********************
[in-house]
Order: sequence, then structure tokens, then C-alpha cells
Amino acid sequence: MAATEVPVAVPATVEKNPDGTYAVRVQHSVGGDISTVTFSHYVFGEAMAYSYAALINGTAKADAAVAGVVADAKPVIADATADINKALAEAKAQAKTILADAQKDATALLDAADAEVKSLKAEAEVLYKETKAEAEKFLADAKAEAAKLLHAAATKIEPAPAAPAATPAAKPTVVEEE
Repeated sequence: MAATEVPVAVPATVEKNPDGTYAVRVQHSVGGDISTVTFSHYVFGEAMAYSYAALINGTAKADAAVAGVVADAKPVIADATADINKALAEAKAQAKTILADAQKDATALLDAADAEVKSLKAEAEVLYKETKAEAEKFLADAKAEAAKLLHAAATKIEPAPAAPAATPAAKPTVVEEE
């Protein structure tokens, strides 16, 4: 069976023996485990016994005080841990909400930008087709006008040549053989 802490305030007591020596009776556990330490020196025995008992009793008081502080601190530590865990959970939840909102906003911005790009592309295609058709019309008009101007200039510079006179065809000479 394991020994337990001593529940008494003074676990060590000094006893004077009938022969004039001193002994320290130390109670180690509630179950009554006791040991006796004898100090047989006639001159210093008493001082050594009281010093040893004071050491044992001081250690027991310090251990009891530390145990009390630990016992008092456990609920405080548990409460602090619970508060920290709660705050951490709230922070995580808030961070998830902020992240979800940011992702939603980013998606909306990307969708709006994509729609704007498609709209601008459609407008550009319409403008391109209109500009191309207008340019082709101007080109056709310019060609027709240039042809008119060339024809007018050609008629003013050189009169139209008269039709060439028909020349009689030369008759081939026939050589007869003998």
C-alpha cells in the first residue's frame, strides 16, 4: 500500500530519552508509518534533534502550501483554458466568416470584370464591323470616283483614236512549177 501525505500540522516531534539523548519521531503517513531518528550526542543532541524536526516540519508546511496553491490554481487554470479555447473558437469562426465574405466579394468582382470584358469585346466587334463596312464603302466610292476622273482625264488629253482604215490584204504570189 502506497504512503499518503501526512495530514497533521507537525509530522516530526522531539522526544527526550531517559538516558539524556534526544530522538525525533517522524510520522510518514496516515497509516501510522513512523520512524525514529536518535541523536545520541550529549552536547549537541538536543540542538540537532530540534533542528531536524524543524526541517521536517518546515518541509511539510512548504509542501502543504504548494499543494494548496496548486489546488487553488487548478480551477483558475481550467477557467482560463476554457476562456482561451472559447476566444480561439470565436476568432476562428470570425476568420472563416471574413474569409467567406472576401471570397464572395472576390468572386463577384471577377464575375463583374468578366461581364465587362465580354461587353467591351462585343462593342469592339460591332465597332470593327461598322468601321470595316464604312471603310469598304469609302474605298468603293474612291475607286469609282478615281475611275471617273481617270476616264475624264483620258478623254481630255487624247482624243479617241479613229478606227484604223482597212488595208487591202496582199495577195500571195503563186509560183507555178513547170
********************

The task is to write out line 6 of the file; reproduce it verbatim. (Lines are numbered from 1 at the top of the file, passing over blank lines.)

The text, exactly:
C-alpha cells in the first residue's frame, strides 16, 4: 500500500530519552508509518534533534502550501483554458466568416470584370464591323470616283483614236512549177 501525505500540522516531534539523548519521531503517513531518528550526542543532541524536526516540519508546511496553491490554481487554470479555447473558437469562426465574405466579394468582382470584358469585346466587334463596312464603302466610292476622273482625264488629253482604215490584204504570189 502506497504512503499518503501526512495530514497533521507537525509530522516530526522531539522526544527526550531517559538516558539524556534526544530522538525525533517522524510520522510518514496516515497509516501510522513512523520512524525514529536518535541523536545520541550529549552536547549537541538536543540542538540537532530540534533542528531536524524543524526541517521536517518546515518541509511539510512548504509542501502543504504548494499543494494548496496548486489546488487553488487548478480551477483558475481550467477557467482560463476554457476562456482561451472559447476566444480561439470565436476568432476562428470570425476568420472563416471574413474569409467567406472576401471570397464572395472576390468572386463577384471577377464575375463583374468578366461581364465587362465580354461587353467591351462585343462593342469592339460591332465597332470593327461598322468601321470595316464604312471603310469598304469609302474605298468603293474612291475607286469609282478615281475611275471617273481617270476616264475624264483620258478623254481630255487624247482624243479617241479613229478606227484604223482597212488595208487591202496582199495577195500571195503563186509560183507555178513547170